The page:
La Favorita Taqueria5940 Florin Rd.
Sacramento, CA 95823
We were there recently for more than an hour while waiting for friends to arrive. The entire time, a line stretched to just inside the door. And yet, as soon as people ordered at the counter, a table miraculously appeared for them; I never saw anyone wait longer than a minute. The food began arriving almost as soon as we sat down. This operation appears to be a finely tuned machine, feeding what should be an overwhelming number of people in an amazingly short amount of time.
La Favorita is tucked behind Tower Records, across the street from Florin Mall—not exactly a high-visibility location. But word of mouth obviously has spread throughout the city. The food is the draw here. It’s the best Mexican I’ve had in this town, and it definitely ranks up there with the best anywhere. Prices are ridiculously low; three of us stuffed ourselves silly with appetizers, main dishes and beer for less than $30. It’s possible to eat for less than $5, if you order a couple of tacos and a soft drink and round off your meal with a basket of chips and a selection from the salsa bar.
The taqueria’s specialty is seafood—in particular, its shrimp or octopus cocktails ($6.99). These arrive in a goblet of heroic proportions, with the sweet seafood swimming in a broth of lime juice; cocktail sauce; chopped tomatoes, onions and cilantro; and chunks of avocado. La Favorita also offers tostadas topped with red snapper, shrimp or octopus; as well as an enormous shrimp enchilada ($6.99) served with rice, beans, guacamole and crema (Mexican sour cream). This is a superlative version of the dish. The shrimp are plump, sweet and thankfully not drowned in a sea of enchilada sauce. Putting the thinner, tangier Mexican crema on the plate instead of the typical sour cream is also a nice touch.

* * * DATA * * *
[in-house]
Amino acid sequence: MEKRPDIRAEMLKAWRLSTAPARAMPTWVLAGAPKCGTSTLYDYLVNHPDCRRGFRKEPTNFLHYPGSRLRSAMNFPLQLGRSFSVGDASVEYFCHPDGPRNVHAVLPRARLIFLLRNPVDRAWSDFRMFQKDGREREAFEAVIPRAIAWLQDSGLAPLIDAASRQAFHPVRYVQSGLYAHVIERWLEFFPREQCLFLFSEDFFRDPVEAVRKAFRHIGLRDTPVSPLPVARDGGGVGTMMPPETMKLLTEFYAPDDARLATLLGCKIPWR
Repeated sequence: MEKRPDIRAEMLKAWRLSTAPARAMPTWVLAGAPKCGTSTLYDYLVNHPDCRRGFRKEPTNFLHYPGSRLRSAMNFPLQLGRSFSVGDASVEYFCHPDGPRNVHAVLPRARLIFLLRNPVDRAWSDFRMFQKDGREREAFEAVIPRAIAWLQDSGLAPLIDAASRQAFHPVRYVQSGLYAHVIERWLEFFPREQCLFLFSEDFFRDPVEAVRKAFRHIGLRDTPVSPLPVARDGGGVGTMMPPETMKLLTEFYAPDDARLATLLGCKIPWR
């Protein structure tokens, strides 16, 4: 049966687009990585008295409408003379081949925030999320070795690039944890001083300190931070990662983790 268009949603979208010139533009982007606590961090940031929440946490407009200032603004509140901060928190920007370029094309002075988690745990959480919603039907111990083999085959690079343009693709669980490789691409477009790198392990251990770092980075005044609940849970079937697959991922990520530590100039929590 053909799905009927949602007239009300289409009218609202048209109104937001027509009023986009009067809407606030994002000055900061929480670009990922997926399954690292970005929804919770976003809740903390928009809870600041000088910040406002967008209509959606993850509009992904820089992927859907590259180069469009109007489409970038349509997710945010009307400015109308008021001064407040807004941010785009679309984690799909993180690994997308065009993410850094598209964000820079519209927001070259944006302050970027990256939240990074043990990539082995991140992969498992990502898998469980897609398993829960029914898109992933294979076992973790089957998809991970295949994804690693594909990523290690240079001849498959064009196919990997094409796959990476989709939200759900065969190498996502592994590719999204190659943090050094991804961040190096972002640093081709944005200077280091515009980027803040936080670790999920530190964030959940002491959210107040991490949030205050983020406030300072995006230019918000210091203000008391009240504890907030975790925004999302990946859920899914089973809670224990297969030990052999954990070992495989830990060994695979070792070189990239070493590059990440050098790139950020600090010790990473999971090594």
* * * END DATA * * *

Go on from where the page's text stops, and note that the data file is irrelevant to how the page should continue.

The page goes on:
La Favorita also offers a mind-boggling array of tacos; tostadas; burritos; quesadillas; tortas (sandwiches); and dinner plates with options including carne asada, carnitas, chorizo, lengua (tongue) and tripita (tripe). A regular order of tacos ($1.25) comes with two corn tortillas, your choice of topping, salsa and chopped onion and cilantro. We opted for carne asada and chile verde, both of which were delicious. The carne asada was well seasoned, and the pork chunks in the chile verde were tender without being fatty.
Although it is located in a featureless strip mall, the restaurant is downright cheery, with a Mexican tile floor, woven-leather seats and bright murals, along with the requisite Mexican soap operas on TV, and banda music blaring from the sound system.
La Favorita gained points for its drink selection, which included both Mexican and domestic beer and soft drinks, as well as fresh horchata (rice milk), aguas frescas in flavors such as pineapple ($1-$1.50), and fresh-squeezed orange and carrot juices ($2.15).
Until I met my husband, the only "Mexican" restaurant I had ever been to was the Tia Maria my grandma used to take us to after Mass. I spent the next two decades assuming all Mexican food was bland and covered with huge globs of cheese, sour cream and guacamole. On our first date, Tom took me to a restaurant named El Novillero, and I slowly became hooked. Five years in Watsonville, home to some of the best Mexican food this side of the border, only cemented the love affair. My new hometown of Grass Valley, for all its charms, has one serious drawback: a dearth of halfway decent Mexican food. But now I have found nirvana at La Favorita Taqueria. Sure, it’s an hour from my house, but the food is more than worth the drive.